Unsecured creditors owed €26m from Siac deal may get part of it back

Irish construction group and its Polish partner are filing claims worth €214m

Siac’s survival plan called for a percentage of the proceeds from litigation it was planning  to be paid to unsecured creditors. Photograph: Dara Mac Dónaill

Siac’s survival plan called for a percentage of the proceeds from litigation it was planning to be paid to unsecured creditors. Photograph: Dara Mac Dónaill

 

Unsecured creditors who lost most of the €26 million owed to them when building group Siac had to be rescued in early 2014 appear to stand some chance of getting a part of this back.

Siac’s survival plan, put together by High Court-appointed examiner Michael McAteer, called for a percentage of the proceeds from litigation, which the Irish group was planning in Poland, to be paid to unsecured creditors.

The group and its various subsidiaries owed them €26 million when it sought the court’s protection in late 2013. Back then, a dispute over a €400 million motorway-building contract in Poland ended up threatening its survival. Those creditors received 5 per cent of this, along with the promise of a payout should Siac’s litigation succeed.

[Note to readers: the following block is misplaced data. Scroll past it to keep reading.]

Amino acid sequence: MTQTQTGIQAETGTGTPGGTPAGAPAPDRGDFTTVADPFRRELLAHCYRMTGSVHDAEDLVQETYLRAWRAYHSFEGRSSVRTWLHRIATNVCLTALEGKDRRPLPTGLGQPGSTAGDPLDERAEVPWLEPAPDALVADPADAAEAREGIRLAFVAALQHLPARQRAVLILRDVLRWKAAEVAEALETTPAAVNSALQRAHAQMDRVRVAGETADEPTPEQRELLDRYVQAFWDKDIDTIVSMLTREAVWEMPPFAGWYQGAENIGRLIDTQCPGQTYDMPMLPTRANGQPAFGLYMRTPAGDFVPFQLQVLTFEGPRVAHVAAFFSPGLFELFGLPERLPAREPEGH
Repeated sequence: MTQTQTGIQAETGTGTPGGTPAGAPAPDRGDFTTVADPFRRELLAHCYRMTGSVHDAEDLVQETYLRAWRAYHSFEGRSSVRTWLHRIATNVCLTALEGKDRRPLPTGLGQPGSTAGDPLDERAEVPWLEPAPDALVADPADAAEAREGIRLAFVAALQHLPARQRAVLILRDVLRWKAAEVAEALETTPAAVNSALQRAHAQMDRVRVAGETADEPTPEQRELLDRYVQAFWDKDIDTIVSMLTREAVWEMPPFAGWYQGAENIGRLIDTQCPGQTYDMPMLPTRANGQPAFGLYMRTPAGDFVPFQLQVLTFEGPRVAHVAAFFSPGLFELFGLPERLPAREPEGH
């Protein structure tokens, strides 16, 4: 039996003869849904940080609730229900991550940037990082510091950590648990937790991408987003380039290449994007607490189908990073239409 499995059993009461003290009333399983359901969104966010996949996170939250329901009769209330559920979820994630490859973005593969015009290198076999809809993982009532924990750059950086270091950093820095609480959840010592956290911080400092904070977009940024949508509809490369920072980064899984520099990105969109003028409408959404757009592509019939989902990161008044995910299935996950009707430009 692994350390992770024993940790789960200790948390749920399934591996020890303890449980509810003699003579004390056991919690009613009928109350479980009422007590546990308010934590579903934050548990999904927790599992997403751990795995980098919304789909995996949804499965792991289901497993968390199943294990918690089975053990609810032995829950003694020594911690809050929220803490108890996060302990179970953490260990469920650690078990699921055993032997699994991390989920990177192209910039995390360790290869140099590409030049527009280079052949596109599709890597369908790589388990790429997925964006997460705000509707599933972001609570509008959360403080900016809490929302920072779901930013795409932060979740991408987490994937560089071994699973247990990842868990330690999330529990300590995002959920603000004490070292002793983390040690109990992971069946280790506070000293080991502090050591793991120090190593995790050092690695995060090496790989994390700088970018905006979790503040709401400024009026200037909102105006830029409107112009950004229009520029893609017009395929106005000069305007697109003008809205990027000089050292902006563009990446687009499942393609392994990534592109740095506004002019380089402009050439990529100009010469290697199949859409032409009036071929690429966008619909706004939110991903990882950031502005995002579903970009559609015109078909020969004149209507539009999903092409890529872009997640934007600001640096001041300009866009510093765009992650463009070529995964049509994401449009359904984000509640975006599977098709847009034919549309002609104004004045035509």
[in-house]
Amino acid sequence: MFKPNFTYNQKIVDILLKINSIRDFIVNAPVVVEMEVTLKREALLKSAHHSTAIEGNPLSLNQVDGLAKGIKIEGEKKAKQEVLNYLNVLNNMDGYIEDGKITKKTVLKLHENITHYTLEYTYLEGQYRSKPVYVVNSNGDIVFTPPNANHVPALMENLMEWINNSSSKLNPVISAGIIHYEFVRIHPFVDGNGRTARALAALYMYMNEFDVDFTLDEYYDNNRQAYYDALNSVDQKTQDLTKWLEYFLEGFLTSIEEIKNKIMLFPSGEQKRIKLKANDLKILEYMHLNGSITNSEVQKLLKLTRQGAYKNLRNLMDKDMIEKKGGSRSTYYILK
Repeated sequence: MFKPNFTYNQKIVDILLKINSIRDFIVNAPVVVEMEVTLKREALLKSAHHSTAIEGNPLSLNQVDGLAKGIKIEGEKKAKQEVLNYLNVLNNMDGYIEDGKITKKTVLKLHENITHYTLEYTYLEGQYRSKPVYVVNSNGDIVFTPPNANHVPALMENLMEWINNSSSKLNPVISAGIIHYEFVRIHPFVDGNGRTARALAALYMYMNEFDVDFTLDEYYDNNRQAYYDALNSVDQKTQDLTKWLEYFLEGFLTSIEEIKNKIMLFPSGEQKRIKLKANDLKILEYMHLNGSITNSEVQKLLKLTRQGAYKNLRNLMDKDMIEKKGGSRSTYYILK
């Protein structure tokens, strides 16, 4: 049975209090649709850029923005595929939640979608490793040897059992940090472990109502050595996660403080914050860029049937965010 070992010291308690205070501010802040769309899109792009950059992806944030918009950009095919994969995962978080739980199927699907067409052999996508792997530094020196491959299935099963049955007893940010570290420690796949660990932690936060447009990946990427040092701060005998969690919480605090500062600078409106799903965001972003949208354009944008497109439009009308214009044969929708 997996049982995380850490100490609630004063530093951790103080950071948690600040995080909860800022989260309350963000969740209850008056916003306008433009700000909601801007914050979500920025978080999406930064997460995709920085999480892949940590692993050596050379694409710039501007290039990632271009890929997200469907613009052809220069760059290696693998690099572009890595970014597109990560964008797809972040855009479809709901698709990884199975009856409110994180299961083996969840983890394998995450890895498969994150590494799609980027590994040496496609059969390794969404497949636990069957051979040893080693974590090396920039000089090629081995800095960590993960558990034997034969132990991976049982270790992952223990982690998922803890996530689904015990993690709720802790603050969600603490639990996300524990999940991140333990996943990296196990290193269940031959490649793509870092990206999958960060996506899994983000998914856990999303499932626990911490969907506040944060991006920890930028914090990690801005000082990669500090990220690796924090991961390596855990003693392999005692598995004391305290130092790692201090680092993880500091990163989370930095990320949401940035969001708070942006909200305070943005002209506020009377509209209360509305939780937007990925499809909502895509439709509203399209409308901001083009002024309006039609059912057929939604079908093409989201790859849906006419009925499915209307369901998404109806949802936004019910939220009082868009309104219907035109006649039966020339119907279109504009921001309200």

The Irish company and its Polish partner are filing claims totalling €214 million and Siac’s share of this would be more than €100 million, were it to win and the forums in which the claims are filed all award the full amounts that the partners are seeking. Siac Construction’s accounts acknowledge that unsecured creditors of a number of group companies are due 20 per cent of this.

Its difficulty, and that of its creditors, is that with litigation you can never tell what the end result wil be. And that is here at home; another country’s legal system adds an extra dimension to the litigation gamble.

Nevertheless, given the committment it made to creditors, many of them businesses withtheir own challenges, Siac presumably has to take this chance. In 2014, it believed it had a reasonable chance of success.

One thing in its favour is that a number of construction companies from around Europe, including a few others in Ireland, ran into similar difficulties in Poland at the same time. Some are going the legal route and have complained to the EU, which was footing a large part of the bill for the motorways that they were building. Presumably they can’t all be wrong.

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